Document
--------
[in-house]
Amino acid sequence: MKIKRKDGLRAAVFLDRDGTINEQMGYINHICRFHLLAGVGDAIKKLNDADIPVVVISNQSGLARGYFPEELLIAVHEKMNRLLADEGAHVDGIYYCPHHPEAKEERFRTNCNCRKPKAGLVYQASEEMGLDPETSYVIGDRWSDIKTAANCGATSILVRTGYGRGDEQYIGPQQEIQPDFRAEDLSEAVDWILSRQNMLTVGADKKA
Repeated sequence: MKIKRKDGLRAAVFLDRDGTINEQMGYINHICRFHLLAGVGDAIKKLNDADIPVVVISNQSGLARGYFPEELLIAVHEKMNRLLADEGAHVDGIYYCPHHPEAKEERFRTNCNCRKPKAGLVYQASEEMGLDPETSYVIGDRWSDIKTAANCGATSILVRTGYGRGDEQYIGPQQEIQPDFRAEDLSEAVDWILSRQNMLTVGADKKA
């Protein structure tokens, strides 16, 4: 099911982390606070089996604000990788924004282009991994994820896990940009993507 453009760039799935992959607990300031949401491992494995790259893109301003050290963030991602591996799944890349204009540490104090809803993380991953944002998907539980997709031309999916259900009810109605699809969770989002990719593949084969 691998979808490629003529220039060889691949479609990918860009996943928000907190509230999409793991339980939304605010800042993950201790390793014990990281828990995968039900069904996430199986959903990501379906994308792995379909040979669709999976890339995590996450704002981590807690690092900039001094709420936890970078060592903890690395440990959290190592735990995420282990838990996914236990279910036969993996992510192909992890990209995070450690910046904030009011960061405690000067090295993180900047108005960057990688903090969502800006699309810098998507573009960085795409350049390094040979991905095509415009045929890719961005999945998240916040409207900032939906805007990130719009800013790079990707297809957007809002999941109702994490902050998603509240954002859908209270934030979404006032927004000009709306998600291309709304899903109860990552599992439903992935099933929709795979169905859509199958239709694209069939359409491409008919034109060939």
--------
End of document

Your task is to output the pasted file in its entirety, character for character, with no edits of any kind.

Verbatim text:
[in-house]
Amino acid sequence: MKIKRKDGLRAAVFLDRDGTINEQMGYINHICRFHLLAGVGDAIKKLNDADIPVVVISNQSGLARGYFPEELLIAVHEKMNRLLADEGAHVDGIYYCPHHPEAKEERFRTNCNCRKPKAGLVYQASEEMGLDPETSYVIGDRWSDIKTAANCGATSILVRTGYGRGDEQYIGPQQEIQPDFRAEDLSEAVDWILSRQNMLTVGADKKA
Repeated sequence: MKIKRKDGLRAAVFLDRDGTINEQMGYINHICRFHLLAGVGDAIKKLNDADIPVVVISNQSGLARGYFPEELLIAVHEKMNRLLADEGAHVDGIYYCPHHPEAKEERFRTNCNCRKPKAGLVYQASEEMGLDPETSYVIGDRWSDIKTAANCGATSILVRTGYGRGDEQYIGPQQEIQPDFRAEDLSEAVDWILSRQNMLTVGADKKA
């Protein structure tokens, strides 16, 4: 099911982390606070089996604000990788924004282009991994994820896990940009993507 453009760039799935992959607990300031949401491992494995790259893109301003050290963030991602591996799944890349204009540490104090809803993380991953944002998907539980997709031309999916259900009810109605699809969770989002990719593949084969 691998979808490629003529220039060889691949479609990918860009996943928000907190509230999409793991339980939304605010800042993950201790390793014990990281828990995968039900069904996430199986959903990501379906994308792995379909040979669709999976890339995590996450704002981590807690690092900039001094709420936890970078060592903890690395440990959290190592735990995420282990838990996914236990279910036969993996992510192909992890990209995070450690910046904030009011960061405690000067090295993180900047108005960057990688903090969502800006699309810098998507573009960085795409350049390094040979991905095509415009045929890719961005999945998240916040409207900032939906805007990130719009800013790079990707297809957007809002999941109702994490902050998603509240954002859908209270934030979404006032927004000009709306998600291309709304899903109860990552599992439903992935099933929709795979169905859509199958239709694209069939359409491409008919034109060939």